University of Utah

It is not birth, marriage, or death, but gastrulation which is truly the most important time in your life.

-Lewis Wolpert 

What we do:

All animals start life as a single cell, the fertilized egg, which divides into hundreds of different cell types. Our long-term research goal is to understand the genes, molecules and developmental mechanisms that regulate the assignment of different cell identities in functionally appropriate positions in the developing vertebrate embryo, and to utilize this knowledge for the advancement of human medicine. This top-down approach utilizes embryonic phenotypes to uncover novel genetic pathways and cellular mechanisms ranging from extracellular signaling to genome-wide regulation of transcriptional networks.

Left-Right Axis Formation and Cilia

Our lab is a founder and leader in the field of vertebrate left-right development. Our research utilizes zebrafish, Xenopus and mice to discover the genes, molecular and cellular mechanisms that control asymmetric development of the brain, heart and gut. We have discovered novel mechanisms by which major cell-cell signaling pathways (FGF, TGFbeta and Wnt) control cilia function, cell migration and downstream pathways.

Cardiac Development

We are using genome-wide approaches to elucidate the Gene Regulatory Networks that control heart development in zebrafish, with the goal of understanding human complex congenital cardiac defects that are the leading cause of death in children in the first year. As one of four NHLBI-funded Cardiovascular Development Centers in the country, we have built a team developmental biologists, cardiac physiologists, and experts in chromatin structure, genome-wide gene network profiling, bioengineering and bioinformatics. We have created approaches that exclusively mark either polysomes or whole nuclei in a lineage-specific manor, allowing us to perform genome-wide expression profiling and analysis of the epigenome (RNA-Seq, ChIP-Seq, DNA bisulfite sequencing, etc) from rare cell lineages in the context of a whole animal at any stage of development. In parallel with our zebrafish cardiovascular projects, we have a collaborative project developing human amniocytes, which have nascent stem cell characteristics, into cardiomyocyte lineages with the long-term goal of clinical repair of human congenital heart defects.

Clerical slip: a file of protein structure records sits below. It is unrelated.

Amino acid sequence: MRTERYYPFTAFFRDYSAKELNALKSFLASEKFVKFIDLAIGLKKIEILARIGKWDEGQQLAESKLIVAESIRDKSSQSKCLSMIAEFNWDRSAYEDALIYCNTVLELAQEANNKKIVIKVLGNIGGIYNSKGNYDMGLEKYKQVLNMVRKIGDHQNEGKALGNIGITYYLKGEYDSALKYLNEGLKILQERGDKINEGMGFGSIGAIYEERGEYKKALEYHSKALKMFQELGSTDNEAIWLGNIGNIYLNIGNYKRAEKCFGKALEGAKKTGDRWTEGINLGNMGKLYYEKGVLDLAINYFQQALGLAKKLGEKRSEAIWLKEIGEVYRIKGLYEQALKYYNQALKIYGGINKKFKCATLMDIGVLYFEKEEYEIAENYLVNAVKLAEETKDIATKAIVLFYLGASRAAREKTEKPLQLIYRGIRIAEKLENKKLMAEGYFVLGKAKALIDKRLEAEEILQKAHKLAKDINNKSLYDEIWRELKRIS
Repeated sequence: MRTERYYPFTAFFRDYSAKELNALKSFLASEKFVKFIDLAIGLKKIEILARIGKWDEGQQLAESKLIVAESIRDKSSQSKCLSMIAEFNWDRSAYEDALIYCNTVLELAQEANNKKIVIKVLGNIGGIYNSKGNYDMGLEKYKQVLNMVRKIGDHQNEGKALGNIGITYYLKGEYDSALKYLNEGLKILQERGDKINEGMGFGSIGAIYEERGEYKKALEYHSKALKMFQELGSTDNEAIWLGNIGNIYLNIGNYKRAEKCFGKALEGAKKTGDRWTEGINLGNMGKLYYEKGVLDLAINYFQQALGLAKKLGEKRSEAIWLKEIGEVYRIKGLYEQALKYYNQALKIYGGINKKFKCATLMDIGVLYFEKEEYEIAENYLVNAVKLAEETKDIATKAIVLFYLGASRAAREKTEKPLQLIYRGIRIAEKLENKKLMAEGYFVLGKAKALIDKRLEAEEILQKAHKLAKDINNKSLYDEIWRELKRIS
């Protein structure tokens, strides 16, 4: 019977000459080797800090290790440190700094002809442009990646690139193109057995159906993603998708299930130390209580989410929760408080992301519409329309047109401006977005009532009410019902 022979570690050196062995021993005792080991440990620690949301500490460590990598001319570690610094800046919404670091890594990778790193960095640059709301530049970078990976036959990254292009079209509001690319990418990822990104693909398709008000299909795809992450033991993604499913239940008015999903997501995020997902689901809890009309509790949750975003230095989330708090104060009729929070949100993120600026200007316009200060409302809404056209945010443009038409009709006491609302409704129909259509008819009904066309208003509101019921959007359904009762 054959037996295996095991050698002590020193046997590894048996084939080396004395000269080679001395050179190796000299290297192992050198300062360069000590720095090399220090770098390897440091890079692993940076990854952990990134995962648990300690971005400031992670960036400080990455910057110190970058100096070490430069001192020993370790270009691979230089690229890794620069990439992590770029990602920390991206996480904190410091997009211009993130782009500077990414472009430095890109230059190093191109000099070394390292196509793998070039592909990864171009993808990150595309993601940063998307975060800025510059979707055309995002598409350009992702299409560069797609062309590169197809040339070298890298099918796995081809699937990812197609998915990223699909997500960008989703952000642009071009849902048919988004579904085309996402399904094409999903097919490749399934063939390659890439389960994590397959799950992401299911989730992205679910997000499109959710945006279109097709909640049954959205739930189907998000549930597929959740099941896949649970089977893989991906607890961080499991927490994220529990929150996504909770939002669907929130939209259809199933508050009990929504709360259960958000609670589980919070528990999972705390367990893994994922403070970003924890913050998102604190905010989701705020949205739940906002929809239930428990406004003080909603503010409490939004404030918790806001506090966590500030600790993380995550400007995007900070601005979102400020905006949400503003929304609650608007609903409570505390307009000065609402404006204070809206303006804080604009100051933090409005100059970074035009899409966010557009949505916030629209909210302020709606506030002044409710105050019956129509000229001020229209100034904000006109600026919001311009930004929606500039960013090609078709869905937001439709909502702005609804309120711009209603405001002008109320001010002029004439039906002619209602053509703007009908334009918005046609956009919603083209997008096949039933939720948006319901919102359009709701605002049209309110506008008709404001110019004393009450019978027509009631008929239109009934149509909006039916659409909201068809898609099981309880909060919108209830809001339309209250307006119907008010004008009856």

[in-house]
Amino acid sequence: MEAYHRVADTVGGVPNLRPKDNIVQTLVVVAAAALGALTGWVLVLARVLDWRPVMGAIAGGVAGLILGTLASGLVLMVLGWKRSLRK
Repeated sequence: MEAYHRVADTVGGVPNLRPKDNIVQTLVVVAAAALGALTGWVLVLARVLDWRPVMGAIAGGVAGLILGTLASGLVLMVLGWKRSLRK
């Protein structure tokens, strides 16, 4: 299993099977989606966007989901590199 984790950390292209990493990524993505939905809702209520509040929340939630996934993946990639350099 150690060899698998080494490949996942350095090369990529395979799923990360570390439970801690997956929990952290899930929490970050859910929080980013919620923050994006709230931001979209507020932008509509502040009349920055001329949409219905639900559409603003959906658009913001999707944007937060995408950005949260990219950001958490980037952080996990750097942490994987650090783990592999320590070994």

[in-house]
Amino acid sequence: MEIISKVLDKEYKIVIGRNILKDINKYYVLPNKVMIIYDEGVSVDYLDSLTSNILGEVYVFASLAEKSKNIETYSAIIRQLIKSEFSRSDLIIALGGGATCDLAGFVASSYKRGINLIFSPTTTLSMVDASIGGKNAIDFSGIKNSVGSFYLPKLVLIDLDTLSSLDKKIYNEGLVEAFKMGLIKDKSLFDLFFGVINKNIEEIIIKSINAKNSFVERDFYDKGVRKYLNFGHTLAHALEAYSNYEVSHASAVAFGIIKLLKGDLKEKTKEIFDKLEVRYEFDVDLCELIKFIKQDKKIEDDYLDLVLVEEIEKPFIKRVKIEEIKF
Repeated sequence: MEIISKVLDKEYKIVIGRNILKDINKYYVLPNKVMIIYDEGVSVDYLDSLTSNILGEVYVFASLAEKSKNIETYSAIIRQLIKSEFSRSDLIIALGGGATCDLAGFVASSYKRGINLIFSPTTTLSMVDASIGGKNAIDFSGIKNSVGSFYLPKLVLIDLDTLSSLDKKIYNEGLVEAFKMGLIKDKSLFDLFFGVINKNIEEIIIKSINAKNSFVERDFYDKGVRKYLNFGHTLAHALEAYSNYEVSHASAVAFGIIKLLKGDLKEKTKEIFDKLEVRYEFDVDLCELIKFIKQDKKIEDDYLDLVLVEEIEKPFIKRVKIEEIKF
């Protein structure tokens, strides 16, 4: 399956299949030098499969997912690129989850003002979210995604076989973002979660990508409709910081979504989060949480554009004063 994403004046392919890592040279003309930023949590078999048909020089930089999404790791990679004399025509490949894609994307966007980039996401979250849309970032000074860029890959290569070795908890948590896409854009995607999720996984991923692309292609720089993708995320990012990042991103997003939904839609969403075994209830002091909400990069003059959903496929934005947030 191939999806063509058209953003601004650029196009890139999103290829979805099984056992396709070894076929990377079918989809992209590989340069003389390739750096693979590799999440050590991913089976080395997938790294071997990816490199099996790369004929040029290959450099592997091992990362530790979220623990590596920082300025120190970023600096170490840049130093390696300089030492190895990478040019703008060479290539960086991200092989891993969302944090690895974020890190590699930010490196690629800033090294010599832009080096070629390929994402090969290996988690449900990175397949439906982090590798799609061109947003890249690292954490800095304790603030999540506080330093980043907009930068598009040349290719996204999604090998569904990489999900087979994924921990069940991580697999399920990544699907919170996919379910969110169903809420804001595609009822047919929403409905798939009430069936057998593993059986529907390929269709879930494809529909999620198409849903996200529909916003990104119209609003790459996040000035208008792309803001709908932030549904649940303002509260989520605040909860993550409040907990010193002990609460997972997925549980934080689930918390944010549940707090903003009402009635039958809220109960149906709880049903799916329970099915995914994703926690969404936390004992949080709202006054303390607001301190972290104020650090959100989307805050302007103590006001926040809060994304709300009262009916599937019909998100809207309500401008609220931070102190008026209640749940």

Genomics in zebrafish

Driven by our interest in Gene Regulatory Networks in development and disease, and zebrafish's reputation for a challenging genome, we have created several molecular and bioinformatics approaches to discovering the molecular lesions of new mutations and rapidly identifying extant mutations. This will allow us to more fully manipulate the zebrafish genome in order to generate models systems of human genetic disorder, including specific cancers and complex heart disease.

The Glycocode Hypothesis

Heparan Sulfate Proteoglycans (HSPGs) are cell surface proteins with long chains of repeating sugar units (glycosaminoglycans; GAGs). Our discovery that a family of HSPGs control cell signaling pathways, cell migration and fibrillogenesis led to our focus on large gene families that regulate proteoglycan biochemistry and function. Our results suggest the existence of a "Glycocode" in which specific sulfation patterns on cell surface GAGs control specific cell-cell signaling decisions, including the modulation of Wnt, BMP and FGF signaling pathways. The Glycocode could provide enormous molecular diversity that dwarfs the informational content of the genome. Discovering out how this Glycocode is regulated and how it is utilized in biology will be one of the major challenges in the "postgenomic era" and will provide important therapeutic targets for a wide range of human diseases.

Department of Pediatrics | Department of Neurobiology and Anatomy | Molecular Medicine Program | Bioscience Graduate Program | Department of Human Genetics

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